6 easy steps for cleaning your bedroom
We all get lazy from time to time. Sometimes our bedrooms just get out of hand. Things pile up. You tell yourself, “I’ll take that cereal bowl downstairs in the morning.” Morning comes. You’re in a hurry, you’re late for work or school. The bowl sits silently in your room. You come home from work or school exhausted. You peel off your clothes, they lay in a clump on the floor. You plop down somewhere comfy to eat a snack. Soon that cereal bowl becomes a miniature garbage pail, because your real one is a few steps too far away.
We all get lazy from time to time. Sometimes we’re faced with a disaster of a room, just the result of our daily habits. Sometimes you realize it’s time to get things back in order.
Step One: Laundry.
Easy. Laundry is the best place to start when undertaking the task of tidying up your pigsty of a room. The key is contrast. It’s easy to spot among the clutter. It’s bulky, so it helps remove a high percentage of the mess early on, giving the illusion of serious progress in a short span of time. Good. You need that momentum.
Shake off your comforter, blankets and sheets then throw them in the wash first. Gather up all of your clothing, towels, socks, etc. and chuck ’em into a basket or hamper. Get together all of your shoes (do you really need so many?) and put them somewhere out of the way for now. Bring all of your collected articles down to the washing machine, and have them wait patiently for their turn.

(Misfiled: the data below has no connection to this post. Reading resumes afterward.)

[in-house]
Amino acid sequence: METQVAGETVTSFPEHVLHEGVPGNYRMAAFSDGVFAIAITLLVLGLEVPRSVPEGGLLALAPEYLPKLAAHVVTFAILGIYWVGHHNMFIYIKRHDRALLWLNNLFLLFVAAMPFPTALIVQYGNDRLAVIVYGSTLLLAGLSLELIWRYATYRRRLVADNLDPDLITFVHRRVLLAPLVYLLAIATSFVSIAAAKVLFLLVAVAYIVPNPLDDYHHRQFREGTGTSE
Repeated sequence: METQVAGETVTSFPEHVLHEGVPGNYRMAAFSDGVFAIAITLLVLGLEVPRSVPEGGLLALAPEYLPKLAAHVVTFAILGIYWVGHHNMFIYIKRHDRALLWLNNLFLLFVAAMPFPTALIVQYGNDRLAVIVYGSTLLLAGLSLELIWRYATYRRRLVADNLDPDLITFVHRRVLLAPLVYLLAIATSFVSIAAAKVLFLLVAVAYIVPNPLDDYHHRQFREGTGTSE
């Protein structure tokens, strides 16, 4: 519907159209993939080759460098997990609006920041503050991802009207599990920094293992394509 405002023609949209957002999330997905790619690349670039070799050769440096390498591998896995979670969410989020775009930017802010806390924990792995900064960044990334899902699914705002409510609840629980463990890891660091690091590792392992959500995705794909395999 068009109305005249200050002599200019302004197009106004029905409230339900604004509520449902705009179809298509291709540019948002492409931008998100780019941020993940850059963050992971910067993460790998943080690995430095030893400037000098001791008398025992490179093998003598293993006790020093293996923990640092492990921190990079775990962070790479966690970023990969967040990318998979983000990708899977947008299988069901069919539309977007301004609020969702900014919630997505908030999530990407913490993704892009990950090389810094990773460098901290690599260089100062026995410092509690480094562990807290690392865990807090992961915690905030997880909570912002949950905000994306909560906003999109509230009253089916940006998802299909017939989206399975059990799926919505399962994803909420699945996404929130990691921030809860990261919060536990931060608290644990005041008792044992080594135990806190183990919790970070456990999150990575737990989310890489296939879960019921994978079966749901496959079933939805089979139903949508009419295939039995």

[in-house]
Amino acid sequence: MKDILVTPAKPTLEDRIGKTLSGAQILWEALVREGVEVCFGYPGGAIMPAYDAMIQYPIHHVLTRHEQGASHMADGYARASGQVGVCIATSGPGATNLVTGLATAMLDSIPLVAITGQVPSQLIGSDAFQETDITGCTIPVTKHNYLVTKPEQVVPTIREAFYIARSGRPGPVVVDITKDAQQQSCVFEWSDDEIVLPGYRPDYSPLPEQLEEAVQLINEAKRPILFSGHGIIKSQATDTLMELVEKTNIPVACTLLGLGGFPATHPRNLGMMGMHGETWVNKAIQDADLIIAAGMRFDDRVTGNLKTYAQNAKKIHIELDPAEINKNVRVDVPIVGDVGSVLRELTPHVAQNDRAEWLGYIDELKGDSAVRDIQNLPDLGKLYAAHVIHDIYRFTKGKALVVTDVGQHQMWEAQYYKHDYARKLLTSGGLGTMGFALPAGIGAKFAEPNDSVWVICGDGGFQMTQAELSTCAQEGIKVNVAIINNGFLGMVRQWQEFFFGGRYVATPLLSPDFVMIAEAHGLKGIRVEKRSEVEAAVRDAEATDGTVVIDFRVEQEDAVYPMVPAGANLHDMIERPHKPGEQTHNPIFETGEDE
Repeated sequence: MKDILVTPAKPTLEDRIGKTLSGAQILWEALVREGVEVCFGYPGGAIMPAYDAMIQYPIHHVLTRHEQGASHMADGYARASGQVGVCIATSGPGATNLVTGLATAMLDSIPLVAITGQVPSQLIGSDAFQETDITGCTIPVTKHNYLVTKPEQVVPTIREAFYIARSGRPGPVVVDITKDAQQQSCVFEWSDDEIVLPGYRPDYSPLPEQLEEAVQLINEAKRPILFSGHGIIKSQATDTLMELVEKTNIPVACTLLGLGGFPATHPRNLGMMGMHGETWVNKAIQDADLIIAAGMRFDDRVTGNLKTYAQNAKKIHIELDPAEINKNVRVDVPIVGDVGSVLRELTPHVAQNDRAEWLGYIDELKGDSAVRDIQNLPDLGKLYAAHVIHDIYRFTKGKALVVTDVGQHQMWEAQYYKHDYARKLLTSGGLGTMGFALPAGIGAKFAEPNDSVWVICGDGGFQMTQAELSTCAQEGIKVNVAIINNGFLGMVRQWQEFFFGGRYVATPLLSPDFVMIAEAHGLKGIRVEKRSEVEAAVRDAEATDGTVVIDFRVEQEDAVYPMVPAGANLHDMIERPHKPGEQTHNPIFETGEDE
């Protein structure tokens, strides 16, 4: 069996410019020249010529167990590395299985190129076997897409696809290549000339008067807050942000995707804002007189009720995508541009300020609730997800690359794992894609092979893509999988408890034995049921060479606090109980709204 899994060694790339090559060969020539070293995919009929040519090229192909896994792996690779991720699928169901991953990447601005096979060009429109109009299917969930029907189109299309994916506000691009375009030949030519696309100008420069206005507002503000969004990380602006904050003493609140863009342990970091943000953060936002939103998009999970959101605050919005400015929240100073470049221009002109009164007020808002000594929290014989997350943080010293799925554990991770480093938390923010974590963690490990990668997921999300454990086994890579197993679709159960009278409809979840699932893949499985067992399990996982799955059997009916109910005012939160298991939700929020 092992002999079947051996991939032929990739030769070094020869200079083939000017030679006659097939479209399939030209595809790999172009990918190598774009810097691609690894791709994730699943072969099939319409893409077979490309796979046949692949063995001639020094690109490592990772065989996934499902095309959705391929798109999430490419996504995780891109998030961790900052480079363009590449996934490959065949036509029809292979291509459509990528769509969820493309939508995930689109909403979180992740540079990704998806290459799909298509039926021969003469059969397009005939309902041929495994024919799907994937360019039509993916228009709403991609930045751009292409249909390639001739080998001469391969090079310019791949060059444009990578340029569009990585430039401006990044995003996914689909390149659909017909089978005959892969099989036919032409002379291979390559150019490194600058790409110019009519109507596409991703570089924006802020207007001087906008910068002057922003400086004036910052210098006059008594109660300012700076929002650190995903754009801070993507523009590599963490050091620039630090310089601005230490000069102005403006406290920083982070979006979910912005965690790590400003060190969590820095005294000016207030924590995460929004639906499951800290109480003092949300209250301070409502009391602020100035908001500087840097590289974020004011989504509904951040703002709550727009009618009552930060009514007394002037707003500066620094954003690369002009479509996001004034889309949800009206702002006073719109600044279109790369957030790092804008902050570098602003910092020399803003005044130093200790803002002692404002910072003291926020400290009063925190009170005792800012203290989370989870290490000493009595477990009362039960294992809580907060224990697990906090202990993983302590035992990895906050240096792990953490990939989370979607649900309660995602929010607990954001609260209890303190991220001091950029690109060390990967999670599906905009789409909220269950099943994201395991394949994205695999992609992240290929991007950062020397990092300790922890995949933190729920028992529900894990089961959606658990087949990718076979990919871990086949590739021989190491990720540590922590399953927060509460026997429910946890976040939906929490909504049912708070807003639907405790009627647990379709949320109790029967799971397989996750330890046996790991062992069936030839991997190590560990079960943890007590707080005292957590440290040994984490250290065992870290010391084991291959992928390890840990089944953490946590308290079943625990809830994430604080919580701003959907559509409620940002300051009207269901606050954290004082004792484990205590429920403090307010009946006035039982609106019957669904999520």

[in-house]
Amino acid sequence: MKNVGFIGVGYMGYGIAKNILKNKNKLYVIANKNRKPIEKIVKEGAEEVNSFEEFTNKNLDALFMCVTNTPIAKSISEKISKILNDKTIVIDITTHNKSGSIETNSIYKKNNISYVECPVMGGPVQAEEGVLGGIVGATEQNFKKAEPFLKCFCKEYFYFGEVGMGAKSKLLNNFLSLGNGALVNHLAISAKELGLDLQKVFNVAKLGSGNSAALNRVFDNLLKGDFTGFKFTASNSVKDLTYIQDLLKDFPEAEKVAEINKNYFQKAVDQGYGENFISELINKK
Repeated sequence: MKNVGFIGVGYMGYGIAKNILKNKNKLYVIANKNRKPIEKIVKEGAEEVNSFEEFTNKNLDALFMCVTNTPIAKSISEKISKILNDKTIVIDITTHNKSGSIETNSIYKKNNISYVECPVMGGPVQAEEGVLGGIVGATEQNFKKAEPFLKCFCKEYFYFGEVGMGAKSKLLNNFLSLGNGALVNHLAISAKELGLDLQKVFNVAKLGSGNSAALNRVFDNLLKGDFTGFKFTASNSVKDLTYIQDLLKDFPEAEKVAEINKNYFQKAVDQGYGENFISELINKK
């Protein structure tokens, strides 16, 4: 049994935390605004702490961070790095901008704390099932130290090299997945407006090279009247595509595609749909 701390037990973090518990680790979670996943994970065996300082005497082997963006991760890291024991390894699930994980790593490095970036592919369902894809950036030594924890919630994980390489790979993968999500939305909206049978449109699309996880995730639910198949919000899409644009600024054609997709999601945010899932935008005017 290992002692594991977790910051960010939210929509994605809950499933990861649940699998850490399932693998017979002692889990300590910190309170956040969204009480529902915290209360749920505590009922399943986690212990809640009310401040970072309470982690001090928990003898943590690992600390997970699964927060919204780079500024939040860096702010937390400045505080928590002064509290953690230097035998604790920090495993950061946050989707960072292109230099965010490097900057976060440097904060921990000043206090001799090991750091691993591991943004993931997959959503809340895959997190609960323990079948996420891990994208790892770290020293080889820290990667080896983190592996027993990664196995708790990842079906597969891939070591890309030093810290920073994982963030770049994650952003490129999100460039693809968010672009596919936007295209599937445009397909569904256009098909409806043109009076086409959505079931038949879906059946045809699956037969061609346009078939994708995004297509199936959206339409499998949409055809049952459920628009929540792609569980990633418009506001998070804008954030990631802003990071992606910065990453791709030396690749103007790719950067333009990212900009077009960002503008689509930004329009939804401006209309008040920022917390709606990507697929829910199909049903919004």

Washing clothes takes time, something you’ll need while getting down to business with the rest of your mess. The key is efficiency. Let the first load do its thing and move on to Step Two. As the washing machine finishes, take its soothing buzz as a sign that its time to take a break from your current task and swap out the next load. Hanging your clothes to dry is the ideal way. You need to learn to start conserving energy, dammit. Repeat the cycle as you take on the other phases, until all of your clothing, towels, socks, etc. are clean and hung up.
Note: Now is the best time to decide if you really need all of that damn clothing. Are there articles you can live without? Consider filling up a bag with unwanted or unneeded clothing to be donated at your local community drop off. You will be helping someone in need. Plus, you have way too much. Seriously.
Step Two: Dishes.
Much like laundry, dishes are easy to distinguish from other junk, they’re unmistakable with their unique shapes and solidity. Gather up all cups, bowls, plates, utensils and whatever other odds and ends destined for the sink that you were too lazy to just wash once you were finished with them. Side note: JUST DO YOUR DAMN DISHES WHEN YOU’RE DONE USING THEM! It’ll save you the hassle of trying to scrub off three day old crud, giving you greasy nightmares. C’mon, you should know better.